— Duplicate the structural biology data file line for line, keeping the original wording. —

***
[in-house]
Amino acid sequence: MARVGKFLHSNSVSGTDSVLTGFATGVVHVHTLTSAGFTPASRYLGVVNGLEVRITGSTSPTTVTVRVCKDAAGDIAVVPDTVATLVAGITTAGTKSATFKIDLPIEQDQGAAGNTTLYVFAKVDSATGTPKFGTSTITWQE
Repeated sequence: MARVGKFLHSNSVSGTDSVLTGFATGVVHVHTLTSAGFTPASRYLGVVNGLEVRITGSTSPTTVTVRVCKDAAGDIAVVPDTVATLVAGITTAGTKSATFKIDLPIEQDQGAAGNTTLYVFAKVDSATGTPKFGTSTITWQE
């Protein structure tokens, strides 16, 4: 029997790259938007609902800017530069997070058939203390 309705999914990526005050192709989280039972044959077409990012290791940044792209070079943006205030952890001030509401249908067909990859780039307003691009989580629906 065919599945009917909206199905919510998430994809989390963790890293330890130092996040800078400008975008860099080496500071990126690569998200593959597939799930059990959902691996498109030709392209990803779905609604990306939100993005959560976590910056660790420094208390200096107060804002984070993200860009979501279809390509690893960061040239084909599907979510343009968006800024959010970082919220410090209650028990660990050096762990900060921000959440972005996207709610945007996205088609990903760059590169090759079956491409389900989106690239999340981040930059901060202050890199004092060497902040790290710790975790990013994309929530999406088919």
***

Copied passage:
[in-house]
Amino acid sequence: MARVGKFLHSNSVSGTDSVLTGFATGVVHVHTLTSAGFTPASRYLGVVNGLEVRITGSTSPTTVTVRVCKDAAGDIAVVPDTVATLVAGITTAGTKSATFKIDLPIEQDQGAAGNTTLYVFAKVDSATGTPKFGTSTITWQE
Repeated sequence: MARVGKFLHSNSVSGTDSVLTGFATGVVHVHTLTSAGFTPASRYLGVVNGLEVRITGSTSPTTVTVRVCKDAAGDIAVVPDTVATLVAGITTAGTKSATFKIDLPIEQDQGAAGNTTLYVFAKVDSATGTPKFGTSTITWQE
């Protein structure tokens, strides 16, 4: 029997790259938007609902800017530069997070058939203390 309705999914990526005050192709989280039972044959077409990012290791940044792209070079943006205030952890001030509401249908067909990859780039307003691009989580629906 065919599945009917909206199905919510998430994809989390963790890293330890130092996040800078400008975008860099080496500071990126690569998200593959597939799930059990959902691996498109030709392209990803779905609604990306939100993005959560976590910056660790420094208390200096107060804002984070993200860009979501279809390509690893960061040239084909599907979510343009968006800024959010970082919220410090209650028990660990050096762990900060921000959440972005996207709610945007996205088609990903760059590169090759079956491409389900989106690239999340981040930059901060202050890199004092060497902040790290710790975790990013994309929530999406088919």